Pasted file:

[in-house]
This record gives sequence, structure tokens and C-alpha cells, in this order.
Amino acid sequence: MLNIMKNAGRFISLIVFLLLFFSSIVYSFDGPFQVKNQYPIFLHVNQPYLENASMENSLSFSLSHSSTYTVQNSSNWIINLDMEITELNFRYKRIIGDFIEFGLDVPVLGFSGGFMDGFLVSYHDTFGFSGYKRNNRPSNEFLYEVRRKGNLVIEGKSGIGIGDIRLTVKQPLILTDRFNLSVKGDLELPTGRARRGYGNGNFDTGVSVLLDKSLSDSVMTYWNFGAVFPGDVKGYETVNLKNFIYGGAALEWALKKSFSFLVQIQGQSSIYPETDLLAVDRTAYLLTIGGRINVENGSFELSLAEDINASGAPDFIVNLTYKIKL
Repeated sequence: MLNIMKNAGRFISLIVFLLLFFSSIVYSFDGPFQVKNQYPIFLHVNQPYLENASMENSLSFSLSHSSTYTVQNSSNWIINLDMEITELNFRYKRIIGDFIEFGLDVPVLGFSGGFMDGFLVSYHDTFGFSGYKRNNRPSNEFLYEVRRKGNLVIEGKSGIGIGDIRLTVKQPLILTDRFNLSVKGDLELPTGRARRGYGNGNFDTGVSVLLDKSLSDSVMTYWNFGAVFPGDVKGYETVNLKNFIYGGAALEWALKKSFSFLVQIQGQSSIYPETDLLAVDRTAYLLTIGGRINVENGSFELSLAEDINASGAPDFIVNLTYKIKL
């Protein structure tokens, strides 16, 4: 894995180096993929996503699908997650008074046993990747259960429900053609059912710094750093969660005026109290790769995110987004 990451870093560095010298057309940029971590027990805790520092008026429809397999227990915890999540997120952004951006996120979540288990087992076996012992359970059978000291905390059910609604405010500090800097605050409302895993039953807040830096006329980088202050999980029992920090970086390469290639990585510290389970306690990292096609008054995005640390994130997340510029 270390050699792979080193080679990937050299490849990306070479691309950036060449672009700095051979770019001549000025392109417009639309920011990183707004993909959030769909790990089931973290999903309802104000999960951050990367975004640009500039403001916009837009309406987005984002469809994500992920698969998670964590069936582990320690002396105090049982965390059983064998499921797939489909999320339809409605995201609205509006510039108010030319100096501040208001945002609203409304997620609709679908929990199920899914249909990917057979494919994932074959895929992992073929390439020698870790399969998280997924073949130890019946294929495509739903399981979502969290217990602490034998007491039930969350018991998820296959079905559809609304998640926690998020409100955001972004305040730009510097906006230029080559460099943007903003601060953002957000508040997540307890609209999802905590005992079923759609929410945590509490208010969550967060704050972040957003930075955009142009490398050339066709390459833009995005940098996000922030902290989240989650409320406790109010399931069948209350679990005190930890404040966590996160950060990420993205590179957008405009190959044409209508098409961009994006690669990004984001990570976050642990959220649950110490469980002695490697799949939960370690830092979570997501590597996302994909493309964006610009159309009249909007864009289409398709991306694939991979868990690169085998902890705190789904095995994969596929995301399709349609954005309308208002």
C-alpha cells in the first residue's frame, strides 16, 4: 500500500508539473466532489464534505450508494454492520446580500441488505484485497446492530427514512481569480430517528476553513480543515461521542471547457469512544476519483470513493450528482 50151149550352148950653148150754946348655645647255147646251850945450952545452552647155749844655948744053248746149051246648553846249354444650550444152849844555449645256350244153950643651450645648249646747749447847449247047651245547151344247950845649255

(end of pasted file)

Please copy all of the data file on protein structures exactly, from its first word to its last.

[in-house]
This record gives sequence, structure tokens and C-alpha cells, in this order.
Amino acid sequence: MLNIMKNAGRFISLIVFLLLFFSSIVYSFDGPFQVKNQYPIFLHVNQPYLENASMENSLSFSLSHSSTYTVQNSSNWIINLDMEITELNFRYKRIIGDFIEFGLDVPVLGFSGGFMDGFLVSYHDTFGFSGYKRNNRPSNEFLYEVRRKGNLVIEGKSGIGIGDIRLTVKQPLILTDRFNLSVKGDLELPTGRARRGYGNGNFDTGVSVLLDKSLSDSVMTYWNFGAVFPGDVKGYETVNLKNFIYGGAALEWALKKSFSFLVQIQGQSSIYPETDLLAVDRTAYLLTIGGRINVENGSFELSLAEDINASGAPDFIVNLTYKIKL
Repeated sequence: MLNIMKNAGRFISLIVFLLLFFSSIVYSFDGPFQVKNQYPIFLHVNQPYLENASMENSLSFSLSHSSTYTVQNSSNWIINLDMEITELNFRYKRIIGDFIEFGLDVPVLGFSGGFMDGFLVSYHDTFGFSGYKRNNRPSNEFLYEVRRKGNLVIEGKSGIGIGDIRLTVKQPLILTDRFNLSVKGDLELPTGRARRGYGNGNFDTGVSVLLDKSLSDSVMTYWNFGAVFPGDVKGYETVNLKNFIYGGAALEWALKKSFSFLVQIQGQSSIYPETDLLAVDRTAYLLTIGGRINVENGSFELSLAEDINASGAPDFIVNLTYKIKL
């Protein structure tokens, strides 16, 4: 894995180096993929996503699908997650008074046993990747259960429900053609059912710094750093969660005026109290790769995110987004 990451870093560095010298057309940029971590027990805790520092008026429809397999227990915890999540997120952004951006996120979540288990087992076996012992359970059978000291905390059910609604405010500090800097605050409302895993039953807040830096006329980088202050999980029992920090970086390469290639990585510290389970306690990292096609008054995005640390994130997340510029 270390050699792979080193080679990937050299490849990306070479691309950036060449672009700095051979770019001549000025392109417009639309920011990183707004993909959030769909790990089931973290999903309802104000999960951050990367975004640009500039403001916009837009309406987005984002469809994500992920698969998670964590069936582990320690002396105090049982965390059983064998499921797939489909999320339809409605995201609205509006510039108010030319100096501040208001945002609203409304997620609709679908929990199920899914249909990917057979494919994932074959895929992992073929390439020698870790399969998280997924073949130890019946294929495509739903399981979502969290217990602490034998007491039930969350018991998820296959079905559809609304998640926690998020409100955001972004305040730009510097906006230029080559460099943007903003601060953002957000508040997540307890609209999802905590005992079923759609929410945590509490208010969550967060704050972040957003930075955009142009490398050339066709390459833009995005940098996000922030902290989240989650409320406790109010399931069948209350679990005190930890404040966590996160950060990420993205590179957008405009190959044409209508098409961009994006690669990004984001990570976050642990959220649950110490469980002695490697799949939960370690830092979570997501590597996302994909493309964006610009159309009249909007864009289409398709991306694939991979868990690169085998902890705190789904095995994969596929995301399709349609954005309308208002």
C-alpha cells in the first residue's frame, strides 16, 4: 500500500508539473466532489464534505450508494454492520446580500441488505484485497446492530427514512481569480430517528476553513480543515461521542471547457469512544476519483470513493450528482 50151149550352148950653148150754946348655645647255147646251850945450952545452552647155749844655948744053248746149051246648553846249354444650550444152849844555449645256350244153950643651450645648249646747749447847449247047651245547151344247950845649255